Markets

Flying high on favourable economics

Anand Kalyanaraman | Updated on January 20, 2018 Published on February 18, 2016

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The 2015-16 fiscal has been one of the best for Indian aviation. The rout of crude oil slashed the cost of aviation turbine fuel (ATF), the largest expense for domestic airlines. ATF prices have halved since July 2014 and fallen about a quarter over the past 12 months. This enabled airlines to cut fares, which in turn boosted air traffic. At about 811 lakh, the number of passengers carried by domestic airlines during January-December 2015 was 20 per cent higher than a year ago. Low costs and improving traffic numbers reflected in the financial performance of all the three listed airlines — Jet Airways, SpiceJet and InterGlobe Aviation (IndiGo), which made its debut on the bourses in November 2015. Jet Airways and SpiceJet have been profitable in the three quarters so far in 2015-16 and are set to end the fiscal on a high note, after many years of heavy losses. IndiGo bolstered its record of being consistently profitable.

Notable was the phoenix-like rise of SpiceJet, which had a near-death experience in late 2014 after having grounded a chunk of its fleet due to a cash crunch. The change in management in early 2015, combined with favourable flying economics, revived the fortunes of the airline. From a loss of over ₹700 crore in the nine months ended December 2014, the airline posted a profit of ₹334 crore in the April–December 2015 period. This is despite its revenue declining about 19 per cent due to a smaller fleet and lower ticket prices. Jet Airways too swung to a profit of ₹776 crore in the same period from a loss of about ₹85 crore in the corresponding period a year ago. IndiGo nearly doubled its profit year-on-year to more than ₹1,400 crore for the nine months ended December 2015.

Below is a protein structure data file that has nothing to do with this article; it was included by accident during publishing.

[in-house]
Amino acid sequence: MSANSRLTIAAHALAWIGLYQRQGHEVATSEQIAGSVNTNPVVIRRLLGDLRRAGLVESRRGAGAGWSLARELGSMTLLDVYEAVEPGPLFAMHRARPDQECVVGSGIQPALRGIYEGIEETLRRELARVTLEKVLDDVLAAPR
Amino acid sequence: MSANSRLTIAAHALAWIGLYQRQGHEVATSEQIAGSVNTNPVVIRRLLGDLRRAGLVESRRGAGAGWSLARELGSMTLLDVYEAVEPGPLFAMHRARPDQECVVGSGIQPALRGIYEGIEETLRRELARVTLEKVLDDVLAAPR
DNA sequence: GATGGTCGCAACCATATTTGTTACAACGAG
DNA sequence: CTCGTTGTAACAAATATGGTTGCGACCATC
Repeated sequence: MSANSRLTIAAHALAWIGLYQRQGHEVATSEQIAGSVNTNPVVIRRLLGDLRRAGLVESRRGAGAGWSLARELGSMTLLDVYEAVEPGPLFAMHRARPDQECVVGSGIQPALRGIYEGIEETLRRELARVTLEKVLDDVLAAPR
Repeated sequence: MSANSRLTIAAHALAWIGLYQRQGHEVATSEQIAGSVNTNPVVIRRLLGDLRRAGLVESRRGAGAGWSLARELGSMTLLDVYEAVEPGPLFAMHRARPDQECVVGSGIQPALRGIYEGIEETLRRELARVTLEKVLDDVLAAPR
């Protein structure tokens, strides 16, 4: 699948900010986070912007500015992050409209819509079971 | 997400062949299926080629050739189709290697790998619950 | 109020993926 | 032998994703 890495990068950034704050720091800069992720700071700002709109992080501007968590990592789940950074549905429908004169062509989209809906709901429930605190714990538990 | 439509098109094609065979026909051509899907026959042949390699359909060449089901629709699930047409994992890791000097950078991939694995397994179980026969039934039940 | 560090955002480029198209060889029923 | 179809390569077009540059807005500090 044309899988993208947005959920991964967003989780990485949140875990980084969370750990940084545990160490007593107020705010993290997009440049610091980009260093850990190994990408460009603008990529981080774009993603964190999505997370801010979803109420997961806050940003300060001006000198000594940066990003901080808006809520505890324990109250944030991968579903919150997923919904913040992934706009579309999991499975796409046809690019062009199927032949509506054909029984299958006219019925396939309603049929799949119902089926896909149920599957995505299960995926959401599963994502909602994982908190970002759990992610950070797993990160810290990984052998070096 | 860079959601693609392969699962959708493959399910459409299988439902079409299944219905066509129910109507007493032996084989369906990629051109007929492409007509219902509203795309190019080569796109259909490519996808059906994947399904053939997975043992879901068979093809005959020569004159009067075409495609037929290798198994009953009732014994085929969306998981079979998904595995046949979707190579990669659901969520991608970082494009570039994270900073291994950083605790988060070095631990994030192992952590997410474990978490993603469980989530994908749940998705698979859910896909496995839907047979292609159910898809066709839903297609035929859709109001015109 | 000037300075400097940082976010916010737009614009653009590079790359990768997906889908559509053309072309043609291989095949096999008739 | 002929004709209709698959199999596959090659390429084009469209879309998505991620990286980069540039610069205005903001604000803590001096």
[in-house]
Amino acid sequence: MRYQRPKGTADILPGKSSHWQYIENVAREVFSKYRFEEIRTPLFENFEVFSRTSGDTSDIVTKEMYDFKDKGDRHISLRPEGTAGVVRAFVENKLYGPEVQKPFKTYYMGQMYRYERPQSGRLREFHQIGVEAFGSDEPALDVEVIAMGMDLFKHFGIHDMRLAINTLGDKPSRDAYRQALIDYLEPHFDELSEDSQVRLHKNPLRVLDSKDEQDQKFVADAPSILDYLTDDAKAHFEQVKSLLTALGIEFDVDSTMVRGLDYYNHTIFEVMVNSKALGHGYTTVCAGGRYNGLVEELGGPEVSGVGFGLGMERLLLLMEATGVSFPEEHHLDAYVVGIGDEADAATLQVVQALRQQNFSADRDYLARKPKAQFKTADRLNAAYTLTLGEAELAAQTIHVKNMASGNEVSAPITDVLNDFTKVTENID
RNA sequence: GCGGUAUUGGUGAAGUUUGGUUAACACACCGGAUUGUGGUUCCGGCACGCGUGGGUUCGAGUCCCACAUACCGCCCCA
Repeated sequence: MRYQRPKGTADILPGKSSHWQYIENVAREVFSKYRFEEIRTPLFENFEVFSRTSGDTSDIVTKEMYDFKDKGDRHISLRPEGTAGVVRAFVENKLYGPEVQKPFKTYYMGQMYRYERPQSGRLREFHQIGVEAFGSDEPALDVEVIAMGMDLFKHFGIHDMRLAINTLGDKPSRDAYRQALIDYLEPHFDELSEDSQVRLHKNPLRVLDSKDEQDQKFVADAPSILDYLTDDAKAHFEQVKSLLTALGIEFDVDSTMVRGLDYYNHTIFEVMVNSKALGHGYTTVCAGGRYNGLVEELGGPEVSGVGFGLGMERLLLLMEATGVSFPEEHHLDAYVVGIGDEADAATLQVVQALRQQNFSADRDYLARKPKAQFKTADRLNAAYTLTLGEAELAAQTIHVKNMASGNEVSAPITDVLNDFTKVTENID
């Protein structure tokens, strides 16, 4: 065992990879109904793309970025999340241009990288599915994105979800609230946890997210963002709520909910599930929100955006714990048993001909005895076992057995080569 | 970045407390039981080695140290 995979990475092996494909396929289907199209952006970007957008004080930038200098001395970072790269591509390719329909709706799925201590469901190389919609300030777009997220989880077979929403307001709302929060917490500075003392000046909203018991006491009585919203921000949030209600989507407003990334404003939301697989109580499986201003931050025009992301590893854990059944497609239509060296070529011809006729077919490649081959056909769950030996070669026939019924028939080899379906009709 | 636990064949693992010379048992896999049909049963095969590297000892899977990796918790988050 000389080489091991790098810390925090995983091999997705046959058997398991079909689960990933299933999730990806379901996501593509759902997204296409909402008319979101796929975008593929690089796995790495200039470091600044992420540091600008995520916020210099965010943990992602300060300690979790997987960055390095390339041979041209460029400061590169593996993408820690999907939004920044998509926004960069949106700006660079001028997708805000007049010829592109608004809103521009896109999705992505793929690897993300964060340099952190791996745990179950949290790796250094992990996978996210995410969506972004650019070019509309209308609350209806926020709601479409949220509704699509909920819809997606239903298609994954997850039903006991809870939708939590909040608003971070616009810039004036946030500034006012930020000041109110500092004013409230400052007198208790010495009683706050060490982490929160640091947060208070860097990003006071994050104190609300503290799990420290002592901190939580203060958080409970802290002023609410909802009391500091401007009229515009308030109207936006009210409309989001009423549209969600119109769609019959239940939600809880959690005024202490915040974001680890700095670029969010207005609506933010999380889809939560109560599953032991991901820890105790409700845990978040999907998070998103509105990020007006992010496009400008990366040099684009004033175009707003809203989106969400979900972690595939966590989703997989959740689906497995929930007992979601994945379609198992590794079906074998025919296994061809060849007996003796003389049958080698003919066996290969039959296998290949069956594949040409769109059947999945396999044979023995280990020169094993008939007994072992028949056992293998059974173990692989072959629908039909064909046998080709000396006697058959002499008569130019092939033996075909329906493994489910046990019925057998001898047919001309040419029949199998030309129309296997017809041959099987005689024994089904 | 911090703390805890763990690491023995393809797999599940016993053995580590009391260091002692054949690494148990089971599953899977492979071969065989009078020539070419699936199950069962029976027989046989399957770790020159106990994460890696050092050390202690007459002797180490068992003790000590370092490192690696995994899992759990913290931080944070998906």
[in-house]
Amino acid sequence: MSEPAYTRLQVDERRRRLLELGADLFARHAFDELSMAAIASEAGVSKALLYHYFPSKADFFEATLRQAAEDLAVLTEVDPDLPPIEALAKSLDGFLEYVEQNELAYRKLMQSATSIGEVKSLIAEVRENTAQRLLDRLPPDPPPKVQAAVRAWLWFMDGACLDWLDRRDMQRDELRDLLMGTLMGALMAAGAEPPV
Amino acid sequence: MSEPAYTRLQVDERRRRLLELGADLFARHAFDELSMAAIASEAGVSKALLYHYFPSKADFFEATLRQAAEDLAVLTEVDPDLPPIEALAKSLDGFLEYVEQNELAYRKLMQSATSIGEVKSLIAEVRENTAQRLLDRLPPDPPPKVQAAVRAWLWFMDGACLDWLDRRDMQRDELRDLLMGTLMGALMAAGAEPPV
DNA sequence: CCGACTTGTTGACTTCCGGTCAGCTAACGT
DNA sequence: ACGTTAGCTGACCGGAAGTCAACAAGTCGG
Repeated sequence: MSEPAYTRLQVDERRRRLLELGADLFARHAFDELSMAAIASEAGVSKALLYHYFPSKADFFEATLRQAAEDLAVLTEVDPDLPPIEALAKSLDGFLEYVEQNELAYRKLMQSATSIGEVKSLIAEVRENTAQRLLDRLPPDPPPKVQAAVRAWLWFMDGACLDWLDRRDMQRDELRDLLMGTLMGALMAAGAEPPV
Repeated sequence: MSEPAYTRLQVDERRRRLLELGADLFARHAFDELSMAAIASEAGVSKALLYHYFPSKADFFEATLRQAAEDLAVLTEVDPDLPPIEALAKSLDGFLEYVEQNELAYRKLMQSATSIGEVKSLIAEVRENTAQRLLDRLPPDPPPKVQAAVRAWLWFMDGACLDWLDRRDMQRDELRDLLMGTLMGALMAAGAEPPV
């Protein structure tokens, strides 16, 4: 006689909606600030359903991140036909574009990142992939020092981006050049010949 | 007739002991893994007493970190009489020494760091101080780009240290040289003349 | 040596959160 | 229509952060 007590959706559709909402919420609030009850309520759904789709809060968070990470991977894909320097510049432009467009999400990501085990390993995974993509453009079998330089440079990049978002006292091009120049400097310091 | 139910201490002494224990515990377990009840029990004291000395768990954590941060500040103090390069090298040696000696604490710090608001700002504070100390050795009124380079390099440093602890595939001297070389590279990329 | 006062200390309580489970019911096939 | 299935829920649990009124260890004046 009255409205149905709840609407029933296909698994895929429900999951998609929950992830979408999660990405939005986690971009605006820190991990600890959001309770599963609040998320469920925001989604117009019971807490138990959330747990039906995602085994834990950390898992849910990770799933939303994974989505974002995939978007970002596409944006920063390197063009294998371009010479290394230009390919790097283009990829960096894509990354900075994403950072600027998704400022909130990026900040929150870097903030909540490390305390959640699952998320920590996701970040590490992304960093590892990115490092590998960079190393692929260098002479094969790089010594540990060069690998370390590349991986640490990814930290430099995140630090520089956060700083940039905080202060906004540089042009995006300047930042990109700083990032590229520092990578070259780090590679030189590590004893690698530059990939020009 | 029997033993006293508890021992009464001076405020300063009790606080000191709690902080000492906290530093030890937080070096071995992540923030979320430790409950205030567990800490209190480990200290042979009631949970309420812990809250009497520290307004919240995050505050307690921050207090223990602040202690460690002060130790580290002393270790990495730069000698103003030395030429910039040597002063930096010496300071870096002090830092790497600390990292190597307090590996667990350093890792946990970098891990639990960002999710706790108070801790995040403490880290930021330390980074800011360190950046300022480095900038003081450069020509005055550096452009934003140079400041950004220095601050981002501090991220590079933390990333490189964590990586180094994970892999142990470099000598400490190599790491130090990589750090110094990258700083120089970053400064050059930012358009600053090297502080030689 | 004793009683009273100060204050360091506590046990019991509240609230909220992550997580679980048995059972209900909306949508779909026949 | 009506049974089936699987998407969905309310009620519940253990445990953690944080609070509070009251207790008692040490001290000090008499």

Not surprisingly, airline stocks soared on the bourses last year, despite the broader market being weak. The SpiceJet stock more than quadrupled from less than ₹20 to ₹90, before giving up quite some gains earlier this month. Still, it is at more than triple the price from a year ago. Jet Airways too soared more than 65 per cent before paring gains; it is now up about 31 per cent from the previous year. IndiGo, after a successful IPO, rose more than 50 per cent in less than three months. But delay in aircraft delivery and lower-than-expected September quarter performance — revealed along with the December quarter results — saw the stock crash over the past month. It fell below its IPO price (₹765) before recouping some losses. The stock is now up about 11 per cent from its issue price.



Published on February 18, 2016
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